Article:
Duration and magnitude of blood pressure below cerebral autoregulation threshold during cardiopulmonary bypass is associated with major morbidity and operative mortality

Authors: Ono M, Brady K, Easley RB, Brown C, Kraut M, Gottesman RF, Hogue CW Jr.

OBJECTIVES: Optimizing blood pressure using near-infrared spectroscopy monitoring has been suggested to ensure organ perfusion during cardiac surgery. Near-infrared spectroscopy is a reliable surrogate for cerebral blood flow in clinical cerebral autoregulation monitoring and might provide an earlier warning of malperfusion than indicators of cerebral ischemia. We hypothesized that blood pressure below the limits of cerebral autoregulationduring cardiopulmonary bypass would be associated with major morbidity and operative mortality after cardiac surgery.

METHODS: Autoregulation was monitored during cardiopulmonary bypass in 450 patients undergoing coronary artery bypass grafting and/or valve surgery. A continuous, moving Pearson's correlation coefficient was calculated between the arterial pressure and low-frequency near-infrared spectroscopy signals and displayed continuously during surgery using a laptop computer. The area under the curve of the product of the duration and magnitude of blood pressure below the limits of autoregulation was compared between patients with and without major morbidity (eg, stroke, renal failure, mechanical lung ventilation >48 hours, inotrope use >24 hours, or intra-aortic balloon pump insertion) or operative mortality.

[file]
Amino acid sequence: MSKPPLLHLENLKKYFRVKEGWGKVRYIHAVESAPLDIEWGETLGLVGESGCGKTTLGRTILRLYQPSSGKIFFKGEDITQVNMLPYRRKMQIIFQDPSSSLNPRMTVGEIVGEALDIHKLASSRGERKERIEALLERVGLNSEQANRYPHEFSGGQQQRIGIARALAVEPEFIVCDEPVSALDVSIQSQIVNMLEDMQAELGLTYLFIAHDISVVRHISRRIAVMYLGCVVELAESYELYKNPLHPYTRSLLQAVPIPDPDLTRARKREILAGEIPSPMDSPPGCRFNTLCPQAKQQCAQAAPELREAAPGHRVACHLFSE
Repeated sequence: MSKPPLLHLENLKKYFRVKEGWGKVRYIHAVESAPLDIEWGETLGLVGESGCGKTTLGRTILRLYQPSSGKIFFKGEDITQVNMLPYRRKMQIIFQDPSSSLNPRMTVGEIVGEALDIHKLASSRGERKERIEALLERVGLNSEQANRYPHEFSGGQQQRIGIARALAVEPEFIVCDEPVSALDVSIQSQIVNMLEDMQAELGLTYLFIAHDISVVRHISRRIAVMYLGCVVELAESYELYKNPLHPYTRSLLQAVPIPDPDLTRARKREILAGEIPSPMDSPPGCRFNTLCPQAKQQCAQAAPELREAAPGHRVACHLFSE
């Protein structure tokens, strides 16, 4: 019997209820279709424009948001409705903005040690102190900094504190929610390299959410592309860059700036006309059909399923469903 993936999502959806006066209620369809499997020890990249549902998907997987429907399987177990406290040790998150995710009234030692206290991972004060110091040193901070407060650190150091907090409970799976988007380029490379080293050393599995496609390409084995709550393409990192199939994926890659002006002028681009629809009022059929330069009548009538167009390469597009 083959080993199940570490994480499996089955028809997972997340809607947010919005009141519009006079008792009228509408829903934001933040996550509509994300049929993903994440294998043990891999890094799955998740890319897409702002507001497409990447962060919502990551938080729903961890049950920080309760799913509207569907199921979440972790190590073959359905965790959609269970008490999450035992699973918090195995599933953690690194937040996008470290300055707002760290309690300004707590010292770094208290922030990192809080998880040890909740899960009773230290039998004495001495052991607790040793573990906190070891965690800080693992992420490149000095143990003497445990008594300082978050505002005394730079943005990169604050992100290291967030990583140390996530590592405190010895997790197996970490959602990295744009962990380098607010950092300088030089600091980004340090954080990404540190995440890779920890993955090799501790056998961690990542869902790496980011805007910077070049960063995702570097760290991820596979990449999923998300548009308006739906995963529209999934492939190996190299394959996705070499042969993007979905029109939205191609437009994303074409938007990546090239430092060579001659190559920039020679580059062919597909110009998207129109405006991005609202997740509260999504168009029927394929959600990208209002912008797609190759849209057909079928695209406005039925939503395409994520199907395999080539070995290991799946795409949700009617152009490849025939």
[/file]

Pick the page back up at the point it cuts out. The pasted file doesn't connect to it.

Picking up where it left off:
RESULTS: Of the 450 patients, 83 experienced major morbidity or operative mortality. The area under the curve of the product of the duration and magnitude of blood pressure below the limits of autoregulation was independently associated with major morbidity or operative mortality after cardiac surgery (odds ratio, 1.36; 95% confidence interval, 1.08-1.71; P = .008).

CONCLUSIONS: Blood pressure management during cardiopulmonary bypass using physiologic endpoints such as cerebral autoregulationmonitoring might provide a method of optimizing organ perfusion and improving patient outcomes from cardiac surgery.

Full text and source: The journal of thoracic and cardiovascular surgery

Copyright © 2013 The American Association for Thoracic Surgery. Published by Mosby, Inc. All rights reserved.

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